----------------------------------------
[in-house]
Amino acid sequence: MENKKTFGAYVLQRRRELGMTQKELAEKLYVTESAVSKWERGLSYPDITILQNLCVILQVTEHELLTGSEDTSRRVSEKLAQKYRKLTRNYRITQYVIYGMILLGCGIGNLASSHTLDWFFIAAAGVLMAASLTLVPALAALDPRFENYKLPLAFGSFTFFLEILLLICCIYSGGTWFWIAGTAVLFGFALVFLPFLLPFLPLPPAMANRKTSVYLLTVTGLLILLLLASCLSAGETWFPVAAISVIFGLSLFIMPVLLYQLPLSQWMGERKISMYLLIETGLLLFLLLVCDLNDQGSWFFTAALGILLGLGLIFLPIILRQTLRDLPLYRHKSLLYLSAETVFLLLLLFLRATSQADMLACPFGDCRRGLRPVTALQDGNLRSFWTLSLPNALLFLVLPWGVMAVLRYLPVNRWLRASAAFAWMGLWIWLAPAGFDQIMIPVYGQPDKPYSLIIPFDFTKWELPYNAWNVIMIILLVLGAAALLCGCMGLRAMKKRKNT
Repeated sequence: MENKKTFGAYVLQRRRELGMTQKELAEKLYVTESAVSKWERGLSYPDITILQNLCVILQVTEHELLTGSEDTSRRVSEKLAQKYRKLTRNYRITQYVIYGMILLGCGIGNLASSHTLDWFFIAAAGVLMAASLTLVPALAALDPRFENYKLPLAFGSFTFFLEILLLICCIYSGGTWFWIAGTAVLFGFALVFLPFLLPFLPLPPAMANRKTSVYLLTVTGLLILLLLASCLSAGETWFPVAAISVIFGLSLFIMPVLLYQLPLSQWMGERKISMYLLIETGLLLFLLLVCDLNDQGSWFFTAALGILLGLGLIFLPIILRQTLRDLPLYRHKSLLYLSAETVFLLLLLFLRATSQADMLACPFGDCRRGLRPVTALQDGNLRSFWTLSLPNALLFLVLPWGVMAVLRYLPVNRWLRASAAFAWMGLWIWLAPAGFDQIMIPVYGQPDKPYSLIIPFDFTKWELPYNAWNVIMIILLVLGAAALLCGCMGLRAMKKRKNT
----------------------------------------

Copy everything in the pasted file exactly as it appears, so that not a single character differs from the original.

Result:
[in-house]
Amino acid sequence: MENKKTFGAYVLQRRRELGMTQKELAEKLYVTESAVSKWERGLSYPDITILQNLCVILQVTEHELLTGSEDTSRRVSEKLAQKYRKLTRNYRITQYVIYGMILLGCGIGNLASSHTLDWFFIAAAGVLMAASLTLVPALAALDPRFENYKLPLAFGSFTFFLEILLLICCIYSGGTWFWIAGTAVLFGFALVFLPFLLPFLPLPPAMANRKTSVYLLTVTGLLILLLLASCLSAGETWFPVAAISVIFGLSLFIMPVLLYQLPLSQWMGERKISMYLLIETGLLLFLLLVCDLNDQGSWFFTAALGILLGLGLIFLPIILRQTLRDLPLYRHKSLLYLSAETVFLLLLLFLRATSQADMLACPFGDCRRGLRPVTALQDGNLRSFWTLSLPNALLFLVLPWGVMAVLRYLPVNRWLRASAAFAWMGLWIWLAPAGFDQIMIPVYGQPDKPYSLIIPFDFTKWELPYNAWNVIMIILLVLGAAALLCGCMGLRAMKKRKNT
Repeated sequence: MENKKTFGAYVLQRRRELGMTQKELAEKLYVTESAVSKWERGLSYPDITILQNLCVILQVTEHELLTGSEDTSRRVSEKLAQKYRKLTRNYRITQYVIYGMILLGCGIGNLASSHTLDWFFIAAAGVLMAASLTLVPALAALDPRFENYKLPLAFGSFTFFLEILLLICCIYSGGTWFWIAGTAVLFGFALVFLPFLLPFLPLPPAMANRKTSVYLLTVTGLLILLLLASCLSAGETWFPVAAISVIFGLSLFIMPVLLYQLPLSQWMGERKISMYLLIETGLLLFLLLVCDLNDQGSWFFTAALGILLGLGLIFLPIILRQTLRDLPLYRHKSLLYLSAETVFLLLLLFLRATSQADMLACPFGDCRRGLRPVTALQDGNLRSFWTLSLPNALLFLVLPWGVMAVLRYLPVNRWLRASAAFAWMGLWIWLAPAGFDQIMIPVYGQPDKPYSLIIPFDFTKWELPYNAWNVIMIILLVLGAAALLCGCMGLRAMKKRKNT